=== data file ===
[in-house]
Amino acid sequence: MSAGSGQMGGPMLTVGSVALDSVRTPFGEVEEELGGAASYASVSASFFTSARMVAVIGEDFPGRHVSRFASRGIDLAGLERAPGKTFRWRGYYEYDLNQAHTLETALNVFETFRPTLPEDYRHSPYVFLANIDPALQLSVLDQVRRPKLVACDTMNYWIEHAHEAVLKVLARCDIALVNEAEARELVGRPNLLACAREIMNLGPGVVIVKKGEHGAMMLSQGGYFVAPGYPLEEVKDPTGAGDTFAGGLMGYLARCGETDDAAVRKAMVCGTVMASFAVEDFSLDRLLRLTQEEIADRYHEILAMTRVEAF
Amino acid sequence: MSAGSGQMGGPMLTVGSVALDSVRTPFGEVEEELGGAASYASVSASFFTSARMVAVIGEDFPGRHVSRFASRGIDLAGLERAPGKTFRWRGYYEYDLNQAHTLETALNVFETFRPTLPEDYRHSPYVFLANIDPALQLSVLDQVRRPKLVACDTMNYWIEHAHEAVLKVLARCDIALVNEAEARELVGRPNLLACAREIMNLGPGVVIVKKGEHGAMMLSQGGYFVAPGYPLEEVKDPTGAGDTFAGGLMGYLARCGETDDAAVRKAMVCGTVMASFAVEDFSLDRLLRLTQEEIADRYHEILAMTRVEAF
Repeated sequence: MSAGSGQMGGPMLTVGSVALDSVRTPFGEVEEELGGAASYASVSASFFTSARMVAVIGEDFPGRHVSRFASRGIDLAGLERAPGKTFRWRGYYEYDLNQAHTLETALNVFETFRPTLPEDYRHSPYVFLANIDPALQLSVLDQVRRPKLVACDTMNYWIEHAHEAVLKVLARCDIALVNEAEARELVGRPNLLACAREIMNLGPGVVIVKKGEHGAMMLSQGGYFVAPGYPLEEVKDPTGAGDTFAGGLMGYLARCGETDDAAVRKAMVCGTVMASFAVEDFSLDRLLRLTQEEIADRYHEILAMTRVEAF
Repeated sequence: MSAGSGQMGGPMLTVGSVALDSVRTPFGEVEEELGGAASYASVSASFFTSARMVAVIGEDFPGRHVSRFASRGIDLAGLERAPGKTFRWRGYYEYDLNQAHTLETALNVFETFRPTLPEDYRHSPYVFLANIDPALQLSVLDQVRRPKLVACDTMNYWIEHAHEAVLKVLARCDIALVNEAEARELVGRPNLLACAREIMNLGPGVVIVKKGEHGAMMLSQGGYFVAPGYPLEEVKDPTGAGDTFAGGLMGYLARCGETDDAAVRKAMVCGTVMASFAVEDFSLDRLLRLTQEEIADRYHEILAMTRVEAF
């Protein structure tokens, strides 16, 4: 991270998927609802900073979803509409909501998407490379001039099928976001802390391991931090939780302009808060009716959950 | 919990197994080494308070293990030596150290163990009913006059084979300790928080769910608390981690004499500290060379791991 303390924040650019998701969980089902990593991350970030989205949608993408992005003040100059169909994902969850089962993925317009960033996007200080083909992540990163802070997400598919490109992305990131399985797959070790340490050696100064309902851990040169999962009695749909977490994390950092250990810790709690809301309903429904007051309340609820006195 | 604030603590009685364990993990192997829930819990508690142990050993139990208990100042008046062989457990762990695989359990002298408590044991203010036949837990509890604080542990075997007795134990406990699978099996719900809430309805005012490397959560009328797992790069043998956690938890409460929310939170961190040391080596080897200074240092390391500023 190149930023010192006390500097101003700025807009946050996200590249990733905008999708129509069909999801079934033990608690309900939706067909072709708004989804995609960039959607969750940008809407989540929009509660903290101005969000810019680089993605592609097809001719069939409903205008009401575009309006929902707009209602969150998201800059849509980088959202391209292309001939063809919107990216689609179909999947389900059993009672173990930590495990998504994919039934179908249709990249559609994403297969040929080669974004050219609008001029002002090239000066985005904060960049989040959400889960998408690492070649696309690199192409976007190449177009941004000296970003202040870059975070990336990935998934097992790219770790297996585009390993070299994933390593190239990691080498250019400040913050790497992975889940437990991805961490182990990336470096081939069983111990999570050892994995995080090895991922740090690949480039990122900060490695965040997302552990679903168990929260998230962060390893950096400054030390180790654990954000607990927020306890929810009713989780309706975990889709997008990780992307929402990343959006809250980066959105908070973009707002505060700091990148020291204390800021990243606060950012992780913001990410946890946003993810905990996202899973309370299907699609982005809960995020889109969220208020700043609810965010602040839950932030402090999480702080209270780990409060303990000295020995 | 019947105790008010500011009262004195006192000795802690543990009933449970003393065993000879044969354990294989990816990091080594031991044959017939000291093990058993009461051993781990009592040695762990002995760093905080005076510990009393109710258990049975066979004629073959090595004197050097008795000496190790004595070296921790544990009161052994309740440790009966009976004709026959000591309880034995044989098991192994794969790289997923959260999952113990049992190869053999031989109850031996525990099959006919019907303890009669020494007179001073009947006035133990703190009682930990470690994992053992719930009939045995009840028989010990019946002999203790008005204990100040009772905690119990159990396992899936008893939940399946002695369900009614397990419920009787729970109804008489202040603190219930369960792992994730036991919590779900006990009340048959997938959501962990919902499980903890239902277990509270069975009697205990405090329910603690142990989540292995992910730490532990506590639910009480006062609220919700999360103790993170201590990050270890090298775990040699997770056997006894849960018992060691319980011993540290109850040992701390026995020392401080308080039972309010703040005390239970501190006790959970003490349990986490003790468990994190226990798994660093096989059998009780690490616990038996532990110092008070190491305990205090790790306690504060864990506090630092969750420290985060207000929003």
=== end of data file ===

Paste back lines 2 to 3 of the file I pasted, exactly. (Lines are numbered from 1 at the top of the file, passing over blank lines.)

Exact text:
Amino acid sequence: MSAGSGQMGGPMLTVGSVALDSVRTPFGEVEEELGGAASYASVSASFFTSARMVAVIGEDFPGRHVSRFASRGIDLAGLERAPGKTFRWRGYYEYDLNQAHTLETALNVFETFRPTLPEDYRHSPYVFLANIDPALQLSVLDQVRRPKLVACDTMNYWIEHAHEAVLKVLARCDIALVNEAEARELVGRPNLLACAREIMNLGPGVVIVKKGEHGAMMLSQGGYFVAPGYPLEEVKDPTGAGDTFAGGLMGYLARCGETDDAAVRKAMVCGTVMASFAVEDFSLDRLLRLTQEEIADRYHEILAMTRVEAF
Amino acid sequence: MSAGSGQMGGPMLTVGSVALDSVRTPFGEVEEELGGAASYASVSASFFTSARMVAVIGEDFPGRHVSRFASRGIDLAGLERAPGKTFRWRGYYEYDLNQAHTLETALNVFETFRPTLPEDYRHSPYVFLANIDPALQLSVLDQVRRPKLVACDTMNYWIEHAHEAVLKVLARCDIALVNEAEARELVGRPNLLACAREIMNLGPGVVIVKKGEHGAMMLSQGGYFVAPGYPLEEVKDPTGAGDTFAGGLMGYLARCGETDDAAVRKAMVCGTVMASFAVEDFSLDRLLRLTQEEIADRYHEILAMTRVEAF